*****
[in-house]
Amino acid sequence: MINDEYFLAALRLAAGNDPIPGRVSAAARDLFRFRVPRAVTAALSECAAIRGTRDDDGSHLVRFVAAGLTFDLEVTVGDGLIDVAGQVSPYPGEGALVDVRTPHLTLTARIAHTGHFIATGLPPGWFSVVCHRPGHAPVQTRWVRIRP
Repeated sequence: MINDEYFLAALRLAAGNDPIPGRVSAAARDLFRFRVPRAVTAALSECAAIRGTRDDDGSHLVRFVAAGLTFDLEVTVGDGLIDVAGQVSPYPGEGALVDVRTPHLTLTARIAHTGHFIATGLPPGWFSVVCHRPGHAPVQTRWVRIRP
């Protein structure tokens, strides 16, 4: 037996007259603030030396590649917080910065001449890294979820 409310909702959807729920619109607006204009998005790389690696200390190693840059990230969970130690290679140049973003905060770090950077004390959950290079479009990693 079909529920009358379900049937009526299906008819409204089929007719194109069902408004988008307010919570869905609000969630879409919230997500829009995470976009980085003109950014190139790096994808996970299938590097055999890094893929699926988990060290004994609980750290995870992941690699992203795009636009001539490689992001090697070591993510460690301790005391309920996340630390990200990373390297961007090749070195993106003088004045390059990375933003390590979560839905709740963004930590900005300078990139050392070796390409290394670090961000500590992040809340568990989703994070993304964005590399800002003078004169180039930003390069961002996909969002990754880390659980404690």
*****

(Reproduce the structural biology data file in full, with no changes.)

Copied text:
[in-house]
Amino acid sequence: MINDEYFLAALRLAAGNDPIPGRVSAAARDLFRFRVPRAVTAALSECAAIRGTRDDDGSHLVRFVAAGLTFDLEVTVGDGLIDVAGQVSPYPGEGALVDVRTPHLTLTARIAHTGHFIATGLPPGWFSVVCHRPGHAPVQTRWVRIRP
Repeated sequence: MINDEYFLAALRLAAGNDPIPGRVSAAARDLFRFRVPRAVTAALSECAAIRGTRDDDGSHLVRFVAAGLTFDLEVTVGDGLIDVAGQVSPYPGEGALVDVRTPHLTLTARIAHTGHFIATGLPPGWFSVVCHRPGHAPVQTRWVRIRP
């Protein structure tokens, strides 16, 4: 037996007259603030030396590649917080910065001449890294979820 409310909702959807729920619109607006204009998005790389690696200390190693840059990230969970130690290679140049973003905060770090950077004390959950290079479009990693 079909529920009358379900049937009526299906008819409204089929007719194109069902408004988008307010919570869905609000969630879409919230997500829009995470976009980085003109950014190139790096994808996970299938590097055999890094893929699926988990060290004994609980750290995870992941690699992203795009636009001539490689992001090697070591993510460690301790005391309920996340630390990200990373390297961007090749070195993106003088004045390059990375933003390590979560839905709740963004930590900005300078990139050392070796390409290394670090961000500590992040809340568990989703994070993304964005590399800002003078004169180039930003390069961002996909969002990754880390659980404690």